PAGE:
“I was always keen not ever to blame moving to New Zealand for anything negative in our lives. I was clear it was up to us to make it work, and we would never know if it could or not if we didn't just do it!”
“We have all had trips back to the UK and been reassured that we have made the right choice. Our girls are happy to be kiwi kids and being able to compare countries later, meet family and go back to their roots has been important for them.”
“Our families have also been out here visiting and as we are all on holiday at the time, it's different to when you live near each other all the time and are busy living your life.”
The Chan Family is from Australia and has lived in Singapore. Dealing with culture shock was a big challenge for this family. This is what made the biggest difference for them…
“What made the biggest difference was when I found myself a job… it was the best experience and changed my life. It was in this workplace that I found independence again, began to interact with Singaporeans on a daily basis and began to understand the contemporary Singaporean culture. Plus it launched my career in the media that has allowed me to create my own website, work with some incredible people, and that allows me the flexibility to work from anywhere and still have time for the kids no matter where we move to.”
Ana Gaby is from Mexico and has lived in Germany, Thailand, Indonesia, Canada, France and Belgium. One of the biggest expat life challenges for this family has been feeling overwhelmed. They have found that being focused and staying positive is very important.
“It is natural to question your move once in a while, particularly soon after you move there and things are not quite right and you don't have a routine yet. It sounds funny, but when you are overwhelmed, you focus on the small things and over time you can become very negative. The best thing to do is to focus on the positive and think about the things that you can only do in your new home. For us, being able to go scuba diving on the weekend not far from home, being able to travel often and having awesome help at home… made the bad more bearable.”
“I would highly recommend connecting with as many American and / or English speaking friends as you possibly can. It's so important to have a support structure and be able to ask for help if you need it… Building a solid group of friends is the key. Looking back, I wish I hadn't been so stubborn and had asked for help long before I actually did.”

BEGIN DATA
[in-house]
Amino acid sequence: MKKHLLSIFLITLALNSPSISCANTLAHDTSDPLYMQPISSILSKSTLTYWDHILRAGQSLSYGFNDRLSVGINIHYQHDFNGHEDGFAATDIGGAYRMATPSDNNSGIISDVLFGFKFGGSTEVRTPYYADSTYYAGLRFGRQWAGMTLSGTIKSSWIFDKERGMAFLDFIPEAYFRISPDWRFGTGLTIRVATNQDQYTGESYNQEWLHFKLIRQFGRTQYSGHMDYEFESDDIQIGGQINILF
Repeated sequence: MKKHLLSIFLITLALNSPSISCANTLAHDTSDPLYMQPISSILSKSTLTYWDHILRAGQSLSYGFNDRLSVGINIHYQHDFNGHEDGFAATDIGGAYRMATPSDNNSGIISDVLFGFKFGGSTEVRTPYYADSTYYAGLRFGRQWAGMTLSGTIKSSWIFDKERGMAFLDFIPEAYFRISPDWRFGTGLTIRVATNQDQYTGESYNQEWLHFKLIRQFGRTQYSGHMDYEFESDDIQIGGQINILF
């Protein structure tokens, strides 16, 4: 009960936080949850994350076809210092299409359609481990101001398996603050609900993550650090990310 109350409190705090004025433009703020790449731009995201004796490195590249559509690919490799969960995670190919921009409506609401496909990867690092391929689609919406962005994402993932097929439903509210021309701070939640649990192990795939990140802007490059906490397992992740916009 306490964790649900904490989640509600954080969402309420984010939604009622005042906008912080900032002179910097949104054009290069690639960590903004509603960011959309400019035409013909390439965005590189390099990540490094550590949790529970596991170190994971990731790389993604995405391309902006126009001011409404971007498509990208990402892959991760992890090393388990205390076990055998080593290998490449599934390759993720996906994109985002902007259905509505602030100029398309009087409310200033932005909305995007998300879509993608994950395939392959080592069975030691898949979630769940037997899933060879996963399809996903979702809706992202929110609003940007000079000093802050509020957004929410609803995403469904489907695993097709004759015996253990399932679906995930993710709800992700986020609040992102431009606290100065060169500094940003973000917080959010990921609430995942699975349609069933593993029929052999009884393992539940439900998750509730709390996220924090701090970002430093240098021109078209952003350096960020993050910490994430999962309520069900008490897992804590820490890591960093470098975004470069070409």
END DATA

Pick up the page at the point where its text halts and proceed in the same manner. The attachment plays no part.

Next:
The Tullis Family are from Canada and are traveling the world. This family has not really experienced bad days thus far. But they realize that bad days will happen…
“We haven't had any what I would consider bad days yet… Some things have definitely been different than we expected, not bad just different… The bad days will come as they do in life at home or abroad. When they do, we will focus on the lesson in whatever is bringing us down and support one another as best we can.”
That's what it's really all about!
Despite the challenges, these families stick with it. If you haven't lived abroad you might wonder why they just don't give up.
It's because the benefits outweigh the difficulties.
To learn more about the challenges expats face check out our book, The Happy Expat Family: How to Overcome the 8 Challenges Your Family Will Face Living Abroad. In the book, you can read the full-length interviews from the families above, and many more.
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What about you? Please share how you deal with your expat life challenges by commenting on this post.
For more information on bad days and how to deal with them please check out our book, The Happy Expat Family. In the Happy Expat Family, we talk about the 8 challenges faced by all expats and how to overcome them.
Are you an expat? Share what helps you deal with your bad days by commenting on this post. Who knows, you just might help someone having one right now 🙂